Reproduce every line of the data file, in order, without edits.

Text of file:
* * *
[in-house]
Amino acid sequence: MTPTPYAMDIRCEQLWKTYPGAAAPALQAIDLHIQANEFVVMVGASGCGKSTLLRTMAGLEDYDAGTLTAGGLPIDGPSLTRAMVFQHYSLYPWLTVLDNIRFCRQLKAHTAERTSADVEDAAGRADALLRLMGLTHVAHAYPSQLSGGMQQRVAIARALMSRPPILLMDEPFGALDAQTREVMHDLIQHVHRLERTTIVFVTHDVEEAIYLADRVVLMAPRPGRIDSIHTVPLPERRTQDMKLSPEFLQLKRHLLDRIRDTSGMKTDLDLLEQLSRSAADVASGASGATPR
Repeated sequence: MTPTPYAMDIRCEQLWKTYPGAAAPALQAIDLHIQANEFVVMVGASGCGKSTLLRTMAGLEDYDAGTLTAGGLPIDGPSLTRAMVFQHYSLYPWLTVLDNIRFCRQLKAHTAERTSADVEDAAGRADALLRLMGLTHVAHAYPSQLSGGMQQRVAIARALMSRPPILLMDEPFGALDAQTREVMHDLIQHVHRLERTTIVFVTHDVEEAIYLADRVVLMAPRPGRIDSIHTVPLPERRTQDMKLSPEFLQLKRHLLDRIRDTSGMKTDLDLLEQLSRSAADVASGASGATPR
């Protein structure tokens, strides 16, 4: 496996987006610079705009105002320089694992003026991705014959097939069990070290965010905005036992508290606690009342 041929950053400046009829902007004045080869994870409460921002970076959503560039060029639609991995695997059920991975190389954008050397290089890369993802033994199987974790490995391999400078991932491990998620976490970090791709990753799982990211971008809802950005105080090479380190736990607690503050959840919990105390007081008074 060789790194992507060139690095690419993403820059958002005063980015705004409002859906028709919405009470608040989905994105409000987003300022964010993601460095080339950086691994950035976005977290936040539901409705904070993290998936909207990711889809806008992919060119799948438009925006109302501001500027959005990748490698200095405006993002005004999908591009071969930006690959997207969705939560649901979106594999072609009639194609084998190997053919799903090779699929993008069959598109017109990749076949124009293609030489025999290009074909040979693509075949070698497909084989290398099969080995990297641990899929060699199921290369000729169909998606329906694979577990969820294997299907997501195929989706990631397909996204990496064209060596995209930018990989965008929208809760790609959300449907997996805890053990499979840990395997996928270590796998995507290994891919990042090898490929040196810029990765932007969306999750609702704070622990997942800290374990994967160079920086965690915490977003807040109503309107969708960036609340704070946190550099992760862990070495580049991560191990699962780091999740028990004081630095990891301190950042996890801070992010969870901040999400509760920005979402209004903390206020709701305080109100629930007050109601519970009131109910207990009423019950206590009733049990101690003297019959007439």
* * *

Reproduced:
[in-house]
Amino acid sequence: MTPTPYAMDIRCEQLWKTYPGAAAPALQAIDLHIQANEFVVMVGASGCGKSTLLRTMAGLEDYDAGTLTAGGLPIDGPSLTRAMVFQHYSLYPWLTVLDNIRFCRQLKAHTAERTSADVEDAAGRADALLRLMGLTHVAHAYPSQLSGGMQQRVAIARALMSRPPILLMDEPFGALDAQTREVMHDLIQHVHRLERTTIVFVTHDVEEAIYLADRVVLMAPRPGRIDSIHTVPLPERRTQDMKLSPEFLQLKRHLLDRIRDTSGMKTDLDLLEQLSRSAADVASGASGATPR
Repeated sequence: MTPTPYAMDIRCEQLWKTYPGAAAPALQAIDLHIQANEFVVMVGASGCGKSTLLRTMAGLEDYDAGTLTAGGLPIDGPSLTRAMVFQHYSLYPWLTVLDNIRFCRQLKAHTAERTSADVEDAAGRADALLRLMGLTHVAHAYPSQLSGGMQQRVAIARALMSRPPILLMDEPFGALDAQTREVMHDLIQHVHRLERTTIVFVTHDVEEAIYLADRVVLMAPRPGRIDSIHTVPLPERRTQDMKLSPEFLQLKRHLLDRIRDTSGMKTDLDLLEQLSRSAADVASGASGATPR
């Protein structure tokens, strides 16, 4: 496996987006610079705009105002320089694992003026991705014959097939069990070290965010905005036992508290606690009342 041929950053400046009829902007004045080869994870409460921002970076959503560039060029639609991995695997059920991975190389954008050397290089890369993802033994199987974790490995391999400078991932491990998620976490970090791709990753799982990211971008809802950005105080090479380190736990607690503050959840919990105390007081008074 060789790194992507060139690095690419993403820059958002005063980015705004409002859906028709919405009470608040989905994105409000987003300022964010993601460095080339950086691994950035976005977290936040539901409705904070993290998936909207990711889809806008992919060119799948438009925006109302501001500027959005990748490698200095405006993002005004999908591009071969930006690959997207969705939560649901979106594999072609009639194609084998190997053919799903090779699929993008069959598109017109990749076949124009293609030489025999290009074909040979693509075949070698497909084989290398099969080995990297641990899929060699199921290369000729169909998606329906694979577990969820294997299907997501195929989706990631397909996204990496064209060596995209930018990989965008929208809760790609959300449907997996805890053990499979840990395997996928270590796998995507290994891919990042090898490929040196810029990765932007969306999750609702704070622990997942800290374990994967160079920086965690915490977003807040109503309107969708960036609340704070946190550099992760862990070495580049991560191990699962780091999740028990004081630095990891301190950042996890801070992010969870901040999400509760920005979402209004903390206020709701305080109100629930007050109601519970009131109910207990009423019950206590009733049990101690003297019959007439």